Since Dailey is so closely tied into television, it seems only appropriate that a promotional clip for his recently issued physical release, Torrent Volumes 1 & 2: Fashions Of Distraction/By The Blue Hills, parodies Peter Lemongello's infamous Love '76 commercial, which aired on late-night TV in 1976 and helped the crooner sell millions of albums. Check it out Dailey's painstakingly authentic parody followed by Lemongello's original spot below.
Looking at that clip, you might get the impression the Dailey is nothing more than a gimmick artist, but don't sell him short. He's just a hard-working singer/songwriter fighting to make a name for himself in a world in which it seems everyone is trying to come up with new ways to cut through the clutter. Aside from exposing his songs on TV and through parody video clips, Dailey has found an interesting way to release his music. Although Torrent Volumes: 1 & 2 was just released on Tuesday (June 9) in its physical incarnation, the songs were initially issued months ago as two separate digital EPs, hence the Volumes 1 & 2 and the twin title Fashion Of Distraction/By The Blue Hills. The former title, which was inspired by '60s folk-rockers the Byrds and features a guest spot by Byrd man Roger McGuinn, was initially released digitally in January. Here's Dailey performing "Peace Of Mind," Fashion Of Distraction's opening-track, courtesy of Daily Grommet.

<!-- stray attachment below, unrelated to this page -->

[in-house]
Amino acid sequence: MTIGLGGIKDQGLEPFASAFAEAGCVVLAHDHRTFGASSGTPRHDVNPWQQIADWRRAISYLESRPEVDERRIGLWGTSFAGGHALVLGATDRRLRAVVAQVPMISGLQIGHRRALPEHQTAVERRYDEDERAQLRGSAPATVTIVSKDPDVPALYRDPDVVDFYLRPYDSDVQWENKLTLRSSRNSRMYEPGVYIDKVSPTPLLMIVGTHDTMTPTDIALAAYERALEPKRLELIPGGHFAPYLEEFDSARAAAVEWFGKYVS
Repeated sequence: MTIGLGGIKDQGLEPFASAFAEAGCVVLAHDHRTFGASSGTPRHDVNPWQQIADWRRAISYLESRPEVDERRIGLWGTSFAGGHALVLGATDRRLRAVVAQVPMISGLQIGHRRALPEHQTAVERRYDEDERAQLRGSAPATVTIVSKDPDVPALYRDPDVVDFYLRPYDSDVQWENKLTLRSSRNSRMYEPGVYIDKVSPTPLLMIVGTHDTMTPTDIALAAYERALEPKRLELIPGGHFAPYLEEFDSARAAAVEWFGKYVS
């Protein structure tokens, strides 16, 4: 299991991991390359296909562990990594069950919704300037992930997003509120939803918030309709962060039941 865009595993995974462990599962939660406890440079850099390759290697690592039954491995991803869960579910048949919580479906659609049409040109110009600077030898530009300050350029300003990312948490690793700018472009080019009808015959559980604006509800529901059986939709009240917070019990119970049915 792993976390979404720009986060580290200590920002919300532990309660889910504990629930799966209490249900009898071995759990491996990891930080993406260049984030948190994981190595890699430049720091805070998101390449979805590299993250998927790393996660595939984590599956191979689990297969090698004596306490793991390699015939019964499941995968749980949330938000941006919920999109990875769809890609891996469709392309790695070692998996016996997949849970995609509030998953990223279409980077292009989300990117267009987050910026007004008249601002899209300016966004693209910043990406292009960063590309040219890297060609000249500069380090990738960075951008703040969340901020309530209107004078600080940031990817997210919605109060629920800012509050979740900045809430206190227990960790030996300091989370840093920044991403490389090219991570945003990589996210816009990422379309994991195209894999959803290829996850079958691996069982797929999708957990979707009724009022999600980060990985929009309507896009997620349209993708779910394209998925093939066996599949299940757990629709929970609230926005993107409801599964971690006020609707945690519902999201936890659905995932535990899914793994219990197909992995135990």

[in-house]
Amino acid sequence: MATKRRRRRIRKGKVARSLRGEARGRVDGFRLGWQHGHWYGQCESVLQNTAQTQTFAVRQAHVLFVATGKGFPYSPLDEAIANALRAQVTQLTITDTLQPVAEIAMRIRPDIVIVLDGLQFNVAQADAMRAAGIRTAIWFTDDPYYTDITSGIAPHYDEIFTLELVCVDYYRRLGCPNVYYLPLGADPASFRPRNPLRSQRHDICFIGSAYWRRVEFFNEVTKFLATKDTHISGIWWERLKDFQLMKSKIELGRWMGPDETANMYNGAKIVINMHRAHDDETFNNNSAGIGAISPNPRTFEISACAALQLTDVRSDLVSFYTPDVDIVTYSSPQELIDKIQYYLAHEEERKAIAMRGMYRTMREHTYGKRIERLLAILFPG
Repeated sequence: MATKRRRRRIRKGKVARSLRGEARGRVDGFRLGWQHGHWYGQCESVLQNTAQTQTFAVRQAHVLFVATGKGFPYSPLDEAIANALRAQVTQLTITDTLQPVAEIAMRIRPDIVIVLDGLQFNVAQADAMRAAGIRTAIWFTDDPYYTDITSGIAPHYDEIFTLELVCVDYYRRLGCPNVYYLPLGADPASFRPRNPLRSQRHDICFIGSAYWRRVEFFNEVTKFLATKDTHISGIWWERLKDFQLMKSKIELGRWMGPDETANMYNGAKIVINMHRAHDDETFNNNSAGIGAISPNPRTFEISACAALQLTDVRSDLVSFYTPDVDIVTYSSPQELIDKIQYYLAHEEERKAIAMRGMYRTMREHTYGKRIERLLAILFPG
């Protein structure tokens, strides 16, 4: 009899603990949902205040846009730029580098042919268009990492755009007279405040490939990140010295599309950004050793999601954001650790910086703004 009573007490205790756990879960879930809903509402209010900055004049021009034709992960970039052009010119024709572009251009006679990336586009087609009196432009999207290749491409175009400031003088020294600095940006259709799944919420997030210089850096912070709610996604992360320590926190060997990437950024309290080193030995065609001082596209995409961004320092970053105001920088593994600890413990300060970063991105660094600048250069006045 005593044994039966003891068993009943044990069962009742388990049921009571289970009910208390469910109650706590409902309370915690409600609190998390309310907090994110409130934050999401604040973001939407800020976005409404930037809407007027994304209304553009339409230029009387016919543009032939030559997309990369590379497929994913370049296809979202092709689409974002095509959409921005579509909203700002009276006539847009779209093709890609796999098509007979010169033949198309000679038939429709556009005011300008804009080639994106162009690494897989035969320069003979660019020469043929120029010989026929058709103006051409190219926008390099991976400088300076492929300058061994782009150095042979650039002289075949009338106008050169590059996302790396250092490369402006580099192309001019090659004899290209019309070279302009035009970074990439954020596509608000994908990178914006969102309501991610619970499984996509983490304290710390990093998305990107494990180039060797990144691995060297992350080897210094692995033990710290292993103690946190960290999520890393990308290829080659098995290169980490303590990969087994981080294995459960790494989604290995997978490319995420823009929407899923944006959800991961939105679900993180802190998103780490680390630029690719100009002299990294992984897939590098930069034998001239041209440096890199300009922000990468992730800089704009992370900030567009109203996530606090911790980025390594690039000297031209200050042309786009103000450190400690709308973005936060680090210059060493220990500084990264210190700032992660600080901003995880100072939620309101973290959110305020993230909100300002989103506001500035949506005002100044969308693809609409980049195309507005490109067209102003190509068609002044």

By The Blue Hills, the second EP featured on Torrent Volumes 1 & 2, pays homage to Dailey's hometown of Boston with guest appearances by some of that city's notable musicians, including the Cars' Elliot Easton, Tanya Donelly of Throwing Muses/Belly fame, and Letter To Cleo's Kay Hanley. It was initially issued in March as a digital-only release, but is now part of the physical release that includes the bonus tracks "Hands" and "Too Long." Check out the video for "Tomorrow Still Comes" from that set below.
Dailey recently told Billboard magazine that he plans to release two more volumes in the Torrent series this year, thanks to an overflow of creativity. "The whole idea was born talking to my label, how I had a torrential outpouring of music," he told Katie Hasty. "I didn't want to push one record for two-and-a-half years. My fans want something new, and it feels disingenuous for me, because I don't write only 10 songs every two years."T Bone Burnett, that offers high-definition audio, all for the price of a single disc. So you'll have to decide if you want you fix on new Dailey immediatey as downloads or if you want to hold off for the better-sounding format, or if you really love the guy, splurge and buy it both ways. You can catch Dailey where else but on TV next week. On June 15 he'll be on The Late Late Show With Craig Ferguson and the following morning he'll appear on The Early Show. Both shows are on--you guessed it--CBS. You've got to love corporate synergy.